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Sunday, April 12, 2009

SECOND JURY DEADLOCKS AND FAILS TO CONVICT WILSON CLIENT IN CRIMINAL CASE


A second jury has deadlocked and failed to convict a client of Roger C. Wilson of criminal charges relating to alleged driving under the influence of alcohol in a second trial in Coweta County, Georgia State Court.  Wilson defended the same client in a previous trial for the same charges in the same court.  In that earlier trial the jury also deadlocked and failed to convict the client of the charges.  It was discovered that the earlier jury was deadlocked 4 to 2 to acquit when a mistrial finally was declared.  Notwithstanding that, the Coweta prosecutors chose to re-try the case.  It was in that re-trial, also tried by Roger C. Wilson that the second jury ended up deadlocked and thus also failed to convict the Wilson client on the same charges.

The case involved a single-vehicle accident in the late hours of the night.  Allegedly the client was tested and determined to have a blood/alcohol content of more than three times the legal limit.  The client also allegedly made incriminating statements to the investigating police officers shortly after the crash.  However, during extensive pretrial investigation by the defense, it was discovered that multiple critical items of evidence had been destroyed or lost by the police authorities involved, including all audio and video recordings of the investigation and interrogation of the client made by those authorities from multiple recording sources:  on the front of the police car, inside the car, and on the investigating officer himself.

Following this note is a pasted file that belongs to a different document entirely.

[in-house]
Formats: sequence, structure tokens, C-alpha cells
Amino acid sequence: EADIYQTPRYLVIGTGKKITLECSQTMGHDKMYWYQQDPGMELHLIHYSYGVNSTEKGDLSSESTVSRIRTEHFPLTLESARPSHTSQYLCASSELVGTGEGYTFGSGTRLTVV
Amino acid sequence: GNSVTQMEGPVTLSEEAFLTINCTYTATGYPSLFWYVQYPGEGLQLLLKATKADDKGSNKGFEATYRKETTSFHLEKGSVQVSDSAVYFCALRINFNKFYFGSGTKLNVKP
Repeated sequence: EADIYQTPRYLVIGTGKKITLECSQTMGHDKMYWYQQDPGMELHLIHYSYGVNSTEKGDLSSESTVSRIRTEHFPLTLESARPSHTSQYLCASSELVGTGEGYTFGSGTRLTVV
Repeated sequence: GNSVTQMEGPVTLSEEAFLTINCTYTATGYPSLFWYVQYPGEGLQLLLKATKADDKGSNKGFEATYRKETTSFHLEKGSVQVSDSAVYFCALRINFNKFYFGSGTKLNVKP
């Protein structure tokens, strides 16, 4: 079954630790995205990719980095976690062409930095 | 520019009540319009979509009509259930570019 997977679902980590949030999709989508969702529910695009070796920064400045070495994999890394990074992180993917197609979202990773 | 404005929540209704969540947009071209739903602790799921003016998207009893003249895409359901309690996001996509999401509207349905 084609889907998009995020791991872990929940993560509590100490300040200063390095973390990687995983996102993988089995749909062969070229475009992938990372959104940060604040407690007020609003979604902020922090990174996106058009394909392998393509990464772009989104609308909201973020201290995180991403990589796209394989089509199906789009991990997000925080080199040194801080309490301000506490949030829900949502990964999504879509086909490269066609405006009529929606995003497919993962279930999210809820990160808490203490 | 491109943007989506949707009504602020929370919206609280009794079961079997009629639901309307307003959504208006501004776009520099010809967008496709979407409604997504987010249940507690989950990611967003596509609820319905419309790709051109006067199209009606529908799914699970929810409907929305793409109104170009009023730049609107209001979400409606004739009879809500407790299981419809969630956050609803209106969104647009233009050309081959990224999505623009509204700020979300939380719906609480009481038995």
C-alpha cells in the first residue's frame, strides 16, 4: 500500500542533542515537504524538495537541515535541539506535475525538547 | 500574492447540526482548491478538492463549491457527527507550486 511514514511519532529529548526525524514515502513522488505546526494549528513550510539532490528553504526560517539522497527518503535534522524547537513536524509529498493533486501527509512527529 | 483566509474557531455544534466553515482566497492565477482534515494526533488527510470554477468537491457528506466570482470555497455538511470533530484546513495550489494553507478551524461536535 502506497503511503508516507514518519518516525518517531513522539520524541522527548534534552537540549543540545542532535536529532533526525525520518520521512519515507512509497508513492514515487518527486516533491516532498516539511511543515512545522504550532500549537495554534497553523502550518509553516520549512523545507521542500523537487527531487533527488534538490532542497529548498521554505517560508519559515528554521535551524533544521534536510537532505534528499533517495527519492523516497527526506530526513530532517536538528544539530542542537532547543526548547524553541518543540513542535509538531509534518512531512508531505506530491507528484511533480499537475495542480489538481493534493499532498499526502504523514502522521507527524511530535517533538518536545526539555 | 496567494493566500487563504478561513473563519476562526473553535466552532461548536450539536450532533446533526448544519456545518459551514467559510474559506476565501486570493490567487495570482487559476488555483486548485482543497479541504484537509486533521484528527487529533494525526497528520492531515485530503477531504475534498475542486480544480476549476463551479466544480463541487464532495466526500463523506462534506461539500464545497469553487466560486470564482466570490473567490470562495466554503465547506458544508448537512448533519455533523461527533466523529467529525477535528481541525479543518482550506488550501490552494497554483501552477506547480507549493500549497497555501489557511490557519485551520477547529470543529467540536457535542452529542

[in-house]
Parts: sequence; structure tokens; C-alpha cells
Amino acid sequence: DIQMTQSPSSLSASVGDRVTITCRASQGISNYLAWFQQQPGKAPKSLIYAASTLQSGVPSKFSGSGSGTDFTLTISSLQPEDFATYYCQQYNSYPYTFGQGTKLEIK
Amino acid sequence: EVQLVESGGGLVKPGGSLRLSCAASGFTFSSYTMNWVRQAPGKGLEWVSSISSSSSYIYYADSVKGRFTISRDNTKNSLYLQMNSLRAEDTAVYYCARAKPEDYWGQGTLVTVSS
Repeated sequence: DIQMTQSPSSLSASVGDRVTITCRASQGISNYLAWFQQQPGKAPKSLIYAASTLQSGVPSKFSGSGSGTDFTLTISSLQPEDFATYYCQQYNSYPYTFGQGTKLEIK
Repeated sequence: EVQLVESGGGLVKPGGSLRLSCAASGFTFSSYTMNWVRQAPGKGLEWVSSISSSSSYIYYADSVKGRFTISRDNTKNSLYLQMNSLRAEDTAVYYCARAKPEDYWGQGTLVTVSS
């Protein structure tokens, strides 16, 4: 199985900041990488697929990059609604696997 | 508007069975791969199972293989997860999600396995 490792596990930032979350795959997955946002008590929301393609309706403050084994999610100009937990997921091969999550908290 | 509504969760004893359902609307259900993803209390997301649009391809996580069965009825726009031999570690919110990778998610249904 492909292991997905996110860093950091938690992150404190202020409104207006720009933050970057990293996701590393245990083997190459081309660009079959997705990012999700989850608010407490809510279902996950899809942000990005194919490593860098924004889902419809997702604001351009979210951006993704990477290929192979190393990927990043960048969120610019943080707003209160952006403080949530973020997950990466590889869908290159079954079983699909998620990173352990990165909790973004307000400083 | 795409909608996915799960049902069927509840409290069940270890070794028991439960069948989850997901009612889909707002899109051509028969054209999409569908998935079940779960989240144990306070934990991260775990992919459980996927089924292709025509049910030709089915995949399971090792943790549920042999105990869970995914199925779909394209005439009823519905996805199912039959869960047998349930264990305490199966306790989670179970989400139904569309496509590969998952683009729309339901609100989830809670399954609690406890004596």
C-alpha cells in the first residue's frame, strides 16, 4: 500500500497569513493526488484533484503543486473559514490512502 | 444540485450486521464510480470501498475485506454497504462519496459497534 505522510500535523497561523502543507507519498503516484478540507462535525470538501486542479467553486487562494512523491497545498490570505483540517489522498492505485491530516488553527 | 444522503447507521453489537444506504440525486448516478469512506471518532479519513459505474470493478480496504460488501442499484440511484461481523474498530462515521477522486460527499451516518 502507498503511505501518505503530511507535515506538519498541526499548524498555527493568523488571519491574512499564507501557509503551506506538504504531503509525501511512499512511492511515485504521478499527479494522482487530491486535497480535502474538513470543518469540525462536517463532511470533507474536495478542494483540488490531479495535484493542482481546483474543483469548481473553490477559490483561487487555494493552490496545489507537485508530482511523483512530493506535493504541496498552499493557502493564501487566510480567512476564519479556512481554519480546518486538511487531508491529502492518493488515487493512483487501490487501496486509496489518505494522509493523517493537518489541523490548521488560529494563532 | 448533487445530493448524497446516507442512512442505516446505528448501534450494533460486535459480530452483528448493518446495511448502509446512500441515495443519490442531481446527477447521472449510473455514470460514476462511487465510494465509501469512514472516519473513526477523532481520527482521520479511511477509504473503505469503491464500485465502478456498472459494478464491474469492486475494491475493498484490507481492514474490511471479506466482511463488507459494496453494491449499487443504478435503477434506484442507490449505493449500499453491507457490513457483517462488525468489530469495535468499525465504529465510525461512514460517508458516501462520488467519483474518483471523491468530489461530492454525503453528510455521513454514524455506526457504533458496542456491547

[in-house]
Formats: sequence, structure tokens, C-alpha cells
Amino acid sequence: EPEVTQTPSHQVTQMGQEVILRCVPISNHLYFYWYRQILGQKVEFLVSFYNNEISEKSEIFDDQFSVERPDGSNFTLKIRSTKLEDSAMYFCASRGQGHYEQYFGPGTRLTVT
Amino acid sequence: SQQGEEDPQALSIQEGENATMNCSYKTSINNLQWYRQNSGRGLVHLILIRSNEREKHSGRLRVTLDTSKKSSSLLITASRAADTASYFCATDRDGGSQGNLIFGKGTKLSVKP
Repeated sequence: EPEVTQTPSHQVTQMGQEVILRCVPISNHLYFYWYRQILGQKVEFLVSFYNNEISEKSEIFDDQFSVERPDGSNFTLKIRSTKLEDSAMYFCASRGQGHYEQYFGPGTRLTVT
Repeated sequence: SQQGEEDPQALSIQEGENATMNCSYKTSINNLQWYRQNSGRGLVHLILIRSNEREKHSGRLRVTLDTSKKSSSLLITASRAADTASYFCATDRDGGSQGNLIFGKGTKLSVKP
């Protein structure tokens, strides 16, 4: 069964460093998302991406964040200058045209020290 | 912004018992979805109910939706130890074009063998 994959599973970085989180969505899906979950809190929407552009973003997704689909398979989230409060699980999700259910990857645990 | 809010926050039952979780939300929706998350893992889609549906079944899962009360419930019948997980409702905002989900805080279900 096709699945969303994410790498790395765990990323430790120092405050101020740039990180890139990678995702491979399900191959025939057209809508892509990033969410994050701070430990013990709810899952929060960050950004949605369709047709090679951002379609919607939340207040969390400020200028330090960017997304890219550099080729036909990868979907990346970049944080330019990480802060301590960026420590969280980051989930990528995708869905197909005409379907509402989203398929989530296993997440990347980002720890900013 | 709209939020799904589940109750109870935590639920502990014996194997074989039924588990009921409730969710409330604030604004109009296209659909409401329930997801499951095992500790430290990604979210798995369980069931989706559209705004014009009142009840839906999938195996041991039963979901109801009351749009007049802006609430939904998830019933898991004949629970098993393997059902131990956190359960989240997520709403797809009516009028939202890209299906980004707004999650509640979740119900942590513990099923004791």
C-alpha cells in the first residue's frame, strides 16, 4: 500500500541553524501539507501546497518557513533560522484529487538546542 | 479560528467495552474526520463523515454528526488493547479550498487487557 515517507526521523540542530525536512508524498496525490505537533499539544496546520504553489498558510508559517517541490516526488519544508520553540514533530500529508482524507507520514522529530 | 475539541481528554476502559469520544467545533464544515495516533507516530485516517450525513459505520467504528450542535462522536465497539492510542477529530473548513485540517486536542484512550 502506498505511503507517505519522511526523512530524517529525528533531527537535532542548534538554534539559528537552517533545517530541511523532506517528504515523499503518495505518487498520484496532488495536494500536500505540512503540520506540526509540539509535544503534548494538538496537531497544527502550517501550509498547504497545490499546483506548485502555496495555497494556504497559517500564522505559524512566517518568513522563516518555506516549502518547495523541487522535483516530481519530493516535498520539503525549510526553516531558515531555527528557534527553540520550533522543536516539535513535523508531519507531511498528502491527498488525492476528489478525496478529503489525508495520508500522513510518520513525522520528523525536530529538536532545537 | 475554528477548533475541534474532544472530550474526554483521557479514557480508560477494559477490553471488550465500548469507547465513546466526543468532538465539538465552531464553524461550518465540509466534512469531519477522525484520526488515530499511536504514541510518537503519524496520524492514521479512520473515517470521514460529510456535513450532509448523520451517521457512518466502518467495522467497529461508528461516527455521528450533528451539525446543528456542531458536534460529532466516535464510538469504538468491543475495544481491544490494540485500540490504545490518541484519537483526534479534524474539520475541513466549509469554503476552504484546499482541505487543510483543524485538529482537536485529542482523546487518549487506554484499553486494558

Based on that destruction or loss of evidence by the State, Wilson sought to have excluded at trial any testimony by the police officer regarding allegedly incriminating statements by the client (because the police had destroyed all evidence by which the allegations concerning such statements could be confirmed).  However, the judge refused those requests, leaving only the possibility of  arguing to the jury regarding the unfairness of these circumstances.

Additionally, on cross-examination at trial it was established, and finally admitted by the police witness, that the written reports of the investigation contained several false statements, including regarding the identification of the defendant client.  The defense also obtained and presented to both juries important information from a witness who had arrived at the scene of the crash before police did, and from whom trial testimony was obtained that significantly supported the defense in the case.

Post-trial interviews with jurors suggested that these circumstances played a significant part in their refusal to convict the client in either of the two trials.